Fournereau and J. Porche

r, Les ruines d'Angkor (1890) ; L. Fournereau, Les ruines khmeres (1890) ; E. Aymonier, Le Cambodge (190o-1904) ; E. Lunet de Lajonquiere, Atlas archeologique de l'Indo-Chine (1901) ; E. Lunet de Lajonquiere, Inventaire descriptif des monuments du Cambodge (1902-1911) with additions by H. Parmentier, Bull. Ec. Fr. d'Extr. Or. (1913) and E. Seidenfaden, Bull. (1922) ; H. Dufour and C. Carpeaux, Le Bayon d'Angkor Thom (1910-1914) ; G. Coedes, "Catalogue des pieces originales de sculpture khmere conservees au Musee Indochinois du Trocadero et au Musee Guimet," Bull. Comm. Arch. Indo-Ch. (1910) ; H. Parmentier, "Cata logue du Musee khmer de Phnom Penh, Bull. E. F. (1912) ; L. Delaporte, Les monuments du Cambodge (1914-1924) ; H. Parmentier, "L'art d'Indravarman," Bull. E.F. (7919) ; G. Coedes, Bronzes khmers, Ars Asiatica, V. (1923) ; E. Groslier, Angkor (1924) ; E. Grosher, La sculpture khmere (1925) ; Etudes asiatiques (1925) , articles by Finot, Goloubev, Groslier, Marchal, de Mecquenem ; L. Finot, H. Parmen tier, V. Goloubev, Le temple d'Icvarapura (1926) ; H. Parmentier, L'art khmer primitif (1927) ; Ph. Stern, Le Bayon d'Angkor et revolution de l'art khmer, Mus. Guim. Bibl. Vulg. 47 (192 7) ; Periodical: Art et archeologie khmers I. (1921-1923) and II. (1924 1926), articles by Groslier and others. Champa: E. Lunet de Lajon quiere, Atlas, see above: H. Parmentier, "Le sanctuaire de Po Nagar," Bull. Ec. F. (1902) ; H. Parmentier, "Les monuments du cirque de Mi-son," Bull. E.F. (19o4) ; H. Parmentier, Inventaire descriptif des monuments, cams de l'Annam (1909-1918) ; H. Parmentier, "Les sculp tures chames du Musee de Tourane," Ars Asiatica, iv. (1923) ; J. Leuba, Les Chams en leur art (1923) . (N. J. K.) The name Kambuja, whence the European form Cambodia, is derived from the Hindu Kambu, the name of the mythical found er of the Khmer race. Some centuries before the Christian era, immigrants from the east coast of India began to exert a powerful influence over Cambodia, introducing Brahminism and the Sanskrit language. This Hinduizing process became more marked about the 5th century A.D., when, under S'rutavarman, the Khmers as a nation rose into prominence. At the end of the 7th century the dynasty of S'rutavarman ceased to rule over the whole of Cambodia, which during the next century was ruled over by two sovereigns. About the beginning of the 9th century, with Jayavarman III., there began a dynasty which embraced the zenith of Khmer greatness. The royal city of Angkor-Thom (see ANGKOR) was completed under Yasovarman about A.D. goo. In the loth century Buddhism, which had existed for centuries in Cambodia, began to become powerful and to rival Brahminism, the religion. The construction of the temple of Angkor Vat dates probably from the first half of the 12th century. The conquest of the rival kingdom of Champa, which embraced modern Cochin-China and southern Annam, and in the later 15th century was absorbed by Annam, may probably be placed at the end of the 12th century in the reign of Jayavarman VIII., the last of the great kings. In the later 13th century the liberation of the Thais or inhabitants of Siam from the yoke of the Khmers, to whom they had for long been subject, and the expulsion of the now declining race from the basin of the Menam began. The royal chronicles of Cambodia, the historical veracity of which has often to be questioned, begin about the middle of the 14th century, at which period the Thais assumed the offensive. These aggres sions were continued in the 15th century, in the course of which the capital was finally abandoned by the Khmer kings. At the end of the 16th century, Lovek, which had succeeded Angkor Thom as capital, was itself abandoned to the conquerors. During that century, the Portuguese had established some influence in the country, whither they were followed by the Dutch, but after the middle of the 17th century, Europeans counted for little in Cambodia till the arrival of the French. At the beginning of the 17th century the Nguyen, rulers of southern Annam, began to encroach on the territory of Cochin-China, and in the course of that and the i8th century, Cambodia, governed by two kings supported respectively by Siam and Annam, became a field for the conflicts of its two powerful neighbours. At the end of the i8th century the provinces of Battambang and Siem-reap were annexed by Siam. In 1863, in order to counteract Siamese in fluence there, Doudart de Lagree was sent by Admiral la Gran diere to the court, and as a result of his efforts King Norodom placed Cambodia under the protection of France, removing his capital to Pnom-Penh in 1866. In 1867 a treaty between France and Siam, was signed, whereby Siam renounced its right to tribute and recognized the French protectorate over Cambodia in return for the provinces of Battambang and Angkor, and the Laos ter ritory as far as the Mekong. In 1884 another treaty was signed by the king, confirming and extending French influence, and re ducing the royal authority to a shadow. In 1904 the territory of Cambodia was increased by the addition to it of the Siamese provinces of Melupre and Bassac, and the maritime district of Krat, the latter of which, together with the province of Dansai, was in 1907 exchanged for the provinces of Battambang, Siem reap and Sisophon. By the same treaty France renounced its sphere of influence on the right bank of the Mekong. In King Norodom was succeeded by his brother Sisowath, the pres ent king. Under the French the country has rapidly developed, but there is still a shortage of labour. The opening up of the interior is still rapidly proceeding. The historical monuments of the country make it one of the most important archaeologic grounds of Asia.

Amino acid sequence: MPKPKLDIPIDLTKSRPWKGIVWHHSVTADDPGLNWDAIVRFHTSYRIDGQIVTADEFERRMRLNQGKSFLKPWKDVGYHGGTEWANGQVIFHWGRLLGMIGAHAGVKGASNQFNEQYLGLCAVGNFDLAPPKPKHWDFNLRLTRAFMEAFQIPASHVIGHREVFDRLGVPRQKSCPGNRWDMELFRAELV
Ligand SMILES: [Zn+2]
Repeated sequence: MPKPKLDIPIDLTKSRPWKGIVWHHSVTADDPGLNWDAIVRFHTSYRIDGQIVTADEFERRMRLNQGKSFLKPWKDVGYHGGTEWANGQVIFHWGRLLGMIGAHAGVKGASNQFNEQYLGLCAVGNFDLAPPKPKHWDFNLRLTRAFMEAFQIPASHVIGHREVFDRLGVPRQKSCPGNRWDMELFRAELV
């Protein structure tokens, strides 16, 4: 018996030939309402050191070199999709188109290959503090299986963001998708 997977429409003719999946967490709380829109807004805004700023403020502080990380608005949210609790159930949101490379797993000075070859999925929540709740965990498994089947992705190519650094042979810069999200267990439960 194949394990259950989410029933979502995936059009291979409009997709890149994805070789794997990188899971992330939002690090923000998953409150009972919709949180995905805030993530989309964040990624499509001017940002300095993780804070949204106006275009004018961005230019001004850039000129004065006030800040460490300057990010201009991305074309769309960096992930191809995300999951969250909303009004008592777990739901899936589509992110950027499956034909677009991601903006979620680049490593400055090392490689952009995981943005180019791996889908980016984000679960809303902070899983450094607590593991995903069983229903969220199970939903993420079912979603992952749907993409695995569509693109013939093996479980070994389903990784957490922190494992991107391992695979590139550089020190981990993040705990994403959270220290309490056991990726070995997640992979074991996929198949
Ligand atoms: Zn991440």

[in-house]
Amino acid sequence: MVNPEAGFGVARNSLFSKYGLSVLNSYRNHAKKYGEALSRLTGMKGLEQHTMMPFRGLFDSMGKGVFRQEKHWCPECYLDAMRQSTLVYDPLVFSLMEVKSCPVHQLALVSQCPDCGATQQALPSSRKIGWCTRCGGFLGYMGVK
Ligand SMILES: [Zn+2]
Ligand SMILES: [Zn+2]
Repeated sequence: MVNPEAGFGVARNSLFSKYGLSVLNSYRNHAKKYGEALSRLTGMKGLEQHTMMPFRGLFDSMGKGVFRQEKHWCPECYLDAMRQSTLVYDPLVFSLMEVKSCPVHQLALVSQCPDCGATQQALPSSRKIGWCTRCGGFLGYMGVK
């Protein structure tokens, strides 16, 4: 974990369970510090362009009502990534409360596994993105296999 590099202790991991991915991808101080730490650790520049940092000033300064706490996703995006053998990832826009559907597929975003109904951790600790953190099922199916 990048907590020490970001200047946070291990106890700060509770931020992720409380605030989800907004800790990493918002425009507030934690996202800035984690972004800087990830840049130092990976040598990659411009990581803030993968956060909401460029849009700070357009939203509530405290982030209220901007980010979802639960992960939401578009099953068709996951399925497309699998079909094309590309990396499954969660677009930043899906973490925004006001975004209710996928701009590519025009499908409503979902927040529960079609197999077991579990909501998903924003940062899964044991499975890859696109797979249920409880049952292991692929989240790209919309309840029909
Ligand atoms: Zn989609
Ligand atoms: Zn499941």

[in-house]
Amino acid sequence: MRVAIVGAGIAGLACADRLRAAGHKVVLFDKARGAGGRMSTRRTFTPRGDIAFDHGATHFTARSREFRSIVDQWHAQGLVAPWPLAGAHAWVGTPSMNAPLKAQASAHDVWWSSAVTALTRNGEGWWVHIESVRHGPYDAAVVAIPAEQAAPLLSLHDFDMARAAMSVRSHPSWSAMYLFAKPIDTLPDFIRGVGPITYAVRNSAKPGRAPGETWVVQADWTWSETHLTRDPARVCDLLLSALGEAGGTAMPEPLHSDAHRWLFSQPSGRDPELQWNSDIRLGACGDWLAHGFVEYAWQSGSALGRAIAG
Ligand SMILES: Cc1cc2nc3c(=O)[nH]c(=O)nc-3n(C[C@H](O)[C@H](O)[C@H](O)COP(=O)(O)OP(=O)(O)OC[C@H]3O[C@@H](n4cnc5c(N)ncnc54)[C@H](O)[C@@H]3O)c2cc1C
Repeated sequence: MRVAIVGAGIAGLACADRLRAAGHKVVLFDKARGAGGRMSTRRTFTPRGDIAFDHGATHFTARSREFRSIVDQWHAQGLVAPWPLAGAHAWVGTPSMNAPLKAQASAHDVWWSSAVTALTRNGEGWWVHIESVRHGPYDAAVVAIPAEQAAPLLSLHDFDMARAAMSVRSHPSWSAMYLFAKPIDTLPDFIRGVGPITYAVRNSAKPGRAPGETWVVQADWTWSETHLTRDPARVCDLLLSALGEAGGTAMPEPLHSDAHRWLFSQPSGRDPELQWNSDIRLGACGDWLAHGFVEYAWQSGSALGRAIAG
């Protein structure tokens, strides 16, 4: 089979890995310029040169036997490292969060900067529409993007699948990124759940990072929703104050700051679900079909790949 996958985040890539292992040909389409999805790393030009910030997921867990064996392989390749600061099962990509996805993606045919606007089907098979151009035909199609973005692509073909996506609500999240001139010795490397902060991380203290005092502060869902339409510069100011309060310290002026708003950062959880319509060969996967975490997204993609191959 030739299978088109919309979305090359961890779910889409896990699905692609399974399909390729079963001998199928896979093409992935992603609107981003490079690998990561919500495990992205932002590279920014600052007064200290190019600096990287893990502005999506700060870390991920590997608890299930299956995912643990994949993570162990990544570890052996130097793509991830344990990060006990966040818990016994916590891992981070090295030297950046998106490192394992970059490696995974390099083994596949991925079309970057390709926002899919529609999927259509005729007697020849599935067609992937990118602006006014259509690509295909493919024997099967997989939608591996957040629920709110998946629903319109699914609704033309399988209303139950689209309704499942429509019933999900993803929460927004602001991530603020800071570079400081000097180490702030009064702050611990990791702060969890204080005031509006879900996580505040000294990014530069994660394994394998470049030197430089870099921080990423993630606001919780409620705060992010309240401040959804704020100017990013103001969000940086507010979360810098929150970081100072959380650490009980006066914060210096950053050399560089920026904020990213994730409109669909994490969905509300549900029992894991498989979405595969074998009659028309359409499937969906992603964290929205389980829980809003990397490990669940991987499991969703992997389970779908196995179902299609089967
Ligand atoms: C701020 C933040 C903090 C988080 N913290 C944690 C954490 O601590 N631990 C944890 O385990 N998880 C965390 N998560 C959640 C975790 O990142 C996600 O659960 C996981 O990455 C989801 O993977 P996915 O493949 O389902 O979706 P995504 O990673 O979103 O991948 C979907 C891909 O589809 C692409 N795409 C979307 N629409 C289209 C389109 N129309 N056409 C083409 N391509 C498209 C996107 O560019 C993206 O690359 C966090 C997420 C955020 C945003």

See A. Leclerc, Les codes cambodgiens (1898) ; E. Aymonier, Le Cambodge (19oo-o4) ; Russier, Histoire Sommaire du Rozaume de Cambodge (1916) ; De Beerski, Angkor (1923).

century, style, art, mekong, temple, buildings and period